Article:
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Published: May 26, 2022

Practice sun safety this summer

In the warmer summer months, it’s exciting to get out and enjoy fresh air and sunshine. Throughout the season it’s also important to remember to practice sun safety.

Sunburns at any age, whether from the sun or from a tanning bed, significantly increase the lifetime risk of developing cancer and wrinkles. Sunburns for infants and small children can be especially harmful due to their more sensitive skin.

However, sunscreen is not recommended for infants. While sunscreen won’t poison a baby or make her sick, infant skin is more susceptible to some of the common side effects of sunscreen such as developing a rash. Additionally, infants are likely to put hands and body parts in their mouths, meaning they’re likely to get sunscreen in their mouths.

Instead of sunscreen, infants should be protected from the sun in shaded areas or under umbrellas. Hats should be used to protect the head, face, ears, and neck. Infants should be kept in breathable light clothing that will protect the skin from the sun while avoiding overheating. Protect the eyes from damage with sunglasses.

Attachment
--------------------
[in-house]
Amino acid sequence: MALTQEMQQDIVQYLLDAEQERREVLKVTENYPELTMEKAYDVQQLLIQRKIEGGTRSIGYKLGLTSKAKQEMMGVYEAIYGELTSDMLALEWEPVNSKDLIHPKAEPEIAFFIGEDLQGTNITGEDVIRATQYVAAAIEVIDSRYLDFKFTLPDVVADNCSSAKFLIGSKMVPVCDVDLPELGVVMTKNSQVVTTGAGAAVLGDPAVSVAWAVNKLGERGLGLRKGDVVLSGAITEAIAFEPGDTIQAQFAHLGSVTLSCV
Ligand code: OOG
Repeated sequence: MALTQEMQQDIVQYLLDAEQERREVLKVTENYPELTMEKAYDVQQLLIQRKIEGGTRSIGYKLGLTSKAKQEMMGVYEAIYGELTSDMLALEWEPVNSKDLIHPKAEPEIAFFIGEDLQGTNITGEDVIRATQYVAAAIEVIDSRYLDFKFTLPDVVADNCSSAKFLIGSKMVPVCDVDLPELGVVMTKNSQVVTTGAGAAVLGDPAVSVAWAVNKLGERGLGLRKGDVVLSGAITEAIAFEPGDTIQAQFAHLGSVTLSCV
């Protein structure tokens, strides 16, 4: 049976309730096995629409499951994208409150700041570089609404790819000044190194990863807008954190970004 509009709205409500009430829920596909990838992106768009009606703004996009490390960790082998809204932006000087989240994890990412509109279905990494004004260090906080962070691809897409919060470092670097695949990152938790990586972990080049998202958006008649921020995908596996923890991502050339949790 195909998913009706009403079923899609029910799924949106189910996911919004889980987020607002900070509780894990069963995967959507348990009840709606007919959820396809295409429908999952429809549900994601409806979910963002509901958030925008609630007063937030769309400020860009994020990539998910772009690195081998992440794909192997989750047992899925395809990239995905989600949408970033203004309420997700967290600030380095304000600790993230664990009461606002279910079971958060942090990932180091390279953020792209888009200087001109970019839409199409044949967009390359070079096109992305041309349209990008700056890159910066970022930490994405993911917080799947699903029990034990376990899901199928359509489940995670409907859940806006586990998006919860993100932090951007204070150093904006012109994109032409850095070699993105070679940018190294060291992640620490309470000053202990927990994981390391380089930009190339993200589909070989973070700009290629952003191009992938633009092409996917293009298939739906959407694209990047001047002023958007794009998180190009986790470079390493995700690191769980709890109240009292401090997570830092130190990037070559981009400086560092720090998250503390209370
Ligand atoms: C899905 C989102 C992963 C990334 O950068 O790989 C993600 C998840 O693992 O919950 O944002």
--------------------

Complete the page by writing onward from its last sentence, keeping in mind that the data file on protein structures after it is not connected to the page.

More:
To keep babies well hydrated during hot weather, formula should be provided. Don’t water down formula in hopes it will provide additional hydration to the baby, as it can throw off the electrolytes, vitamins, and minerals that a baby needs, just like drinking too much water can cause for adults.

Adults, like infants, should avoid spending time in direct sunlight as much as possible. Wearing hats and light clothing and seeking shade can be effective ways to protect the skin, in addition to sunscreen. Sunglasses protect the eyes from future issues such as cataracts and burns on the skin around the eyes. Human bodies can soak in Vitamin D even when in the shade. Vitamin D supplements also can be helpful and safe ways to get Vitamin D without increasing the risk of cancer.

As a rule, sunscreen should be at least SPF 15 and should protect against both Ultraviolet A (UVA) and Ultraviolet B (UVB) rays. To assess risk for sunburn before going out, consult the ultraviolet index for your area. The UV index can indicate the strength of sunburn-producing UV radiation and can be found in weather forecasts. Sunscreen wears off, so be sure to reapply at least every two hours while in the sun and after sweating, swimming, or toweling off. Be sure to double check expiration dates as well. Sunscreen has a shelf life of no more than three years and can be lessened when exposed to high temperatures.

While using tanning beds and laying out in the sun are popular techniques to achieve a tan, consider safer methods such as spray tanning or self-tanning lotions which don’t increase the risk for cancer or premature wrinkles. Use sunscreen daily to protect your skin and be sure to use daytime facial moisturizer year-round with SPF that will protect from sun damage too.

To learn more about sun safety visit cdc.gov/cancer/skin/basic_info/sun-safety.htm.